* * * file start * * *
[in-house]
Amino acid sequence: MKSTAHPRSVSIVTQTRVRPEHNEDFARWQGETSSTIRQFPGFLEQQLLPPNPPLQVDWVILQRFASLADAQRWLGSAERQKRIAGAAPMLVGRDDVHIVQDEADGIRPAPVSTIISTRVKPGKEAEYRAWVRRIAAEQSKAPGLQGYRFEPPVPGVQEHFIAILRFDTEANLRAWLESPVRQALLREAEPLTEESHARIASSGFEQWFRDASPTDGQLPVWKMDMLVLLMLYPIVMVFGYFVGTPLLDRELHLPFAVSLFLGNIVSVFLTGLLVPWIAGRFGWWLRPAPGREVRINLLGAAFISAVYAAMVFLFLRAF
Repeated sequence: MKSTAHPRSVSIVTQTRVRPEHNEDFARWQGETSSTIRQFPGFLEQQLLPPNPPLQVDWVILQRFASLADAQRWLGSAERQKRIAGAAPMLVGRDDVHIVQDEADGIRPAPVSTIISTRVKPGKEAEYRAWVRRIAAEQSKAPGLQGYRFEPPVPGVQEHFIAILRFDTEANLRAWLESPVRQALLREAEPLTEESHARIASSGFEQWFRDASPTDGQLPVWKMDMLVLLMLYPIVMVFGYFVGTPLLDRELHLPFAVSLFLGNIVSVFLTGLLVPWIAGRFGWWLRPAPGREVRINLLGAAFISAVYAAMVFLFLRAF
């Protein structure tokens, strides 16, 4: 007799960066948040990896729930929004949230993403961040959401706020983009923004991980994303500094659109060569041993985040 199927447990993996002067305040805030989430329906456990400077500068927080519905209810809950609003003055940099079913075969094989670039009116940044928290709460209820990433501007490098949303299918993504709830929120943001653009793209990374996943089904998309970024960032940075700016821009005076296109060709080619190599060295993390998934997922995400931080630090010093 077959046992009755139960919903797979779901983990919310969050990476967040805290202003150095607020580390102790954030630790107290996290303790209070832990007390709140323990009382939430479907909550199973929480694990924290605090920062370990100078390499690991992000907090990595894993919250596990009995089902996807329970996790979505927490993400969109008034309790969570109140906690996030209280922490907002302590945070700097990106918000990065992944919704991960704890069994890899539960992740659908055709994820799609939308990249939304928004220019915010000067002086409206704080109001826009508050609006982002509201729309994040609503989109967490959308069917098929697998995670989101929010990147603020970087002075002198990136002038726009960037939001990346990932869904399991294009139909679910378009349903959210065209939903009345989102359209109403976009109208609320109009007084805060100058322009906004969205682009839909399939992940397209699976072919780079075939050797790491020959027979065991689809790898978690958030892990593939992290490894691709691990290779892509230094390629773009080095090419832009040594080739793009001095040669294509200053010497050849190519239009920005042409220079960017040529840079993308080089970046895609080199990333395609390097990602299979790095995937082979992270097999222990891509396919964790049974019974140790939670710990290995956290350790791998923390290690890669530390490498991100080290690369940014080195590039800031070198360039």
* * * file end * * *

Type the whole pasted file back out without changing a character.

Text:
[in-house]
Amino acid sequence: MKSTAHPRSVSIVTQTRVRPEHNEDFARWQGETSSTIRQFPGFLEQQLLPPNPPLQVDWVILQRFASLADAQRWLGSAERQKRIAGAAPMLVGRDDVHIVQDEADGIRPAPVSTIISTRVKPGKEAEYRAWVRRIAAEQSKAPGLQGYRFEPPVPGVQEHFIAILRFDTEANLRAWLESPVRQALLREAEPLTEESHARIASSGFEQWFRDASPTDGQLPVWKMDMLVLLMLYPIVMVFGYFVGTPLLDRELHLPFAVSLFLGNIVSVFLTGLLVPWIAGRFGWWLRPAPGREVRINLLGAAFISAVYAAMVFLFLRAF
Repeated sequence: MKSTAHPRSVSIVTQTRVRPEHNEDFARWQGETSSTIRQFPGFLEQQLLPPNPPLQVDWVILQRFASLADAQRWLGSAERQKRIAGAAPMLVGRDDVHIVQDEADGIRPAPVSTIISTRVKPGKEAEYRAWVRRIAAEQSKAPGLQGYRFEPPVPGVQEHFIAILRFDTEANLRAWLESPVRQALLREAEPLTEESHARIASSGFEQWFRDASPTDGQLPVWKMDMLVLLMLYPIVMVFGYFVGTPLLDRELHLPFAVSLFLGNIVSVFLTGLLVPWIAGRFGWWLRPAPGREVRINLLGAAFISAVYAAMVFLFLRAF
């Protein structure tokens, strides 16, 4: 007799960066948040990896729930929004949230993403961040959401706020983009923004991980994303500094659109060569041993985040 199927447990993996002067305040805030989430329906456990400077500068927080519905209810809950609003003055940099079913075969094989670039009116940044928290709460209820990433501007490098949303299918993504709830929120943001653009793209990374996943089904998309970024960032940075700016821009005076296109060709080619190599060295993390998934997922995400931080630090010093 077959046992009755139960919903797979779901983990919310969050990476967040805290202003150095607020580390102790954030630790107290996290303790209070832990007390709140323990009382939430479907909550199973929480694990924290605090920062370990100078390499690991992000907090990595894993919250596990009995089902996807329970996790979505927490993400969109008034309790969570109140906690996030209280922490907002302590945070700097990106918000990065992944919704991960704890069994890899539960992740659908055709994820799609939308990249939304928004220019915010000067002086409206704080109001826009508050609006982002509201729309994040609503989109967490959308069917098929697998995670989101929010990147603020970087002075002198990136002038726009960037939001990346990932869904399991294009139909679910378009349903959210065209939903009345989102359209109403976009109208609320109009007084805060100058322009906004969205682009839909399939992940397209699976072919780079075939050797790491020959027979065991689809790898978690958030892990593939992290490894691709691990290779892509230094390629773009080095090419832009040594080739793009001095040669294509200053010497050849190519239009920005042409220079960017040529840079993308080089970046895609080199990333395609390097990602299979790095995937082979992270097999222990891509396919964790049974019974140790939670710990290995956290350790791998923390290690890669530390490498991100080290690369940014080195590039800031070198360039």